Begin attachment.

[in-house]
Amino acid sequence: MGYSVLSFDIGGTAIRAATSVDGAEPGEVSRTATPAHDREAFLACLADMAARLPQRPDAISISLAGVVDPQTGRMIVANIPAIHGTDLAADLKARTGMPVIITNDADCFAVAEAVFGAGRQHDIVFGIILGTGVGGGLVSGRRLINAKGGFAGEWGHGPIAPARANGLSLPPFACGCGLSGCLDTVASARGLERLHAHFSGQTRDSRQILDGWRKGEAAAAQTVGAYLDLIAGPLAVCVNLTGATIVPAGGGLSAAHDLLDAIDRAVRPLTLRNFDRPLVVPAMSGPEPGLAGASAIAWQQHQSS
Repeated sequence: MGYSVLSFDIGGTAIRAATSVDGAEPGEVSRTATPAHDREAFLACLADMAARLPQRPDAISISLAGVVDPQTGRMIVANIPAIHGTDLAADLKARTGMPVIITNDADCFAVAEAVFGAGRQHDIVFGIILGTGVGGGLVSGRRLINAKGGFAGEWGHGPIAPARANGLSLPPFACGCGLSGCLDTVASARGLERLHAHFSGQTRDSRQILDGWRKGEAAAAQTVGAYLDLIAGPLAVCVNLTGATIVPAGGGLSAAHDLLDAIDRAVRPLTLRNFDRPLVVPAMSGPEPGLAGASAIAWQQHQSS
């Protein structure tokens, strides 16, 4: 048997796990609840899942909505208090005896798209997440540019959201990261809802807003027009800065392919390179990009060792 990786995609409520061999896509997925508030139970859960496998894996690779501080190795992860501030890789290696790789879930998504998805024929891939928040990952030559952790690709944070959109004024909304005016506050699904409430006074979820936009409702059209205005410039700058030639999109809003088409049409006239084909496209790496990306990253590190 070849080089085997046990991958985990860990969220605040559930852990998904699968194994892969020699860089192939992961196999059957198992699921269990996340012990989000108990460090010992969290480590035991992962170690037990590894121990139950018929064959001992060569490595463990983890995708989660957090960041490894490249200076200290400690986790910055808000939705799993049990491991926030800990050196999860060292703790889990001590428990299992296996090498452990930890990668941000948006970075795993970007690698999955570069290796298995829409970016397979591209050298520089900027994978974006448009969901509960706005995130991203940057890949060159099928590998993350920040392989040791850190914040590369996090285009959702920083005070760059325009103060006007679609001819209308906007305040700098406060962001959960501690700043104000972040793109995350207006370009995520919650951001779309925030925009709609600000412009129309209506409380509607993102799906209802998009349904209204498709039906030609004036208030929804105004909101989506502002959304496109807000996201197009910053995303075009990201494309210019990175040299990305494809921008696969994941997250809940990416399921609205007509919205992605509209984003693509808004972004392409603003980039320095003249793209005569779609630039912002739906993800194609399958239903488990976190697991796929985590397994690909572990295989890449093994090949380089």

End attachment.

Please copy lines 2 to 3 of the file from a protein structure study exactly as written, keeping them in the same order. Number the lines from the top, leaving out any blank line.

Amino acid sequence: MGYSVLSFDIGGTAIRAATSVDGAEPGEVSRTATPAHDREAFLACLADMAARLPQRPDAISISLAGVVDPQTGRMIVANIPAIHGTDLAADLKARTGMPVIITNDADCFAVAEAVFGAGRQHDIVFGIILGTGVGGGLVSGRRLINAKGGFAGEWGHGPIAPARANGLSLPPFACGCGLSGCLDTVASARGLERLHAHFSGQTRDSRQILDGWRKGEAAAAQTVGAYLDLIAGPLAVCVNLTGATIVPAGGGLSAAHDLLDAIDRAVRPLTLRNFDRPLVVPAMSGPEPGLAGASAIAWQQHQSS
Repeated sequence: MGYSVLSFDIGGTAIRAATSVDGAEPGEVSRTATPAHDREAFLACLADMAARLPQRPDAISISLAGVVDPQTGRMIVANIPAIHGTDLAADLKARTGMPVIITNDADCFAVAEAVFGAGRQHDIVFGIILGTGVGGGLVSGRRLINAKGGFAGEWGHGPIAPARANGLSLPPFACGCGLSGCLDTVASARGLERLHAHFSGQTRDSRQILDGWRKGEAAAAQTVGAYLDLIAGPLAVCVNLTGATIVPAGGGLSAAHDLLDAIDRAVRPLTLRNFDRPLVVPAMSGPEPGLAGASAIAWQQHQSS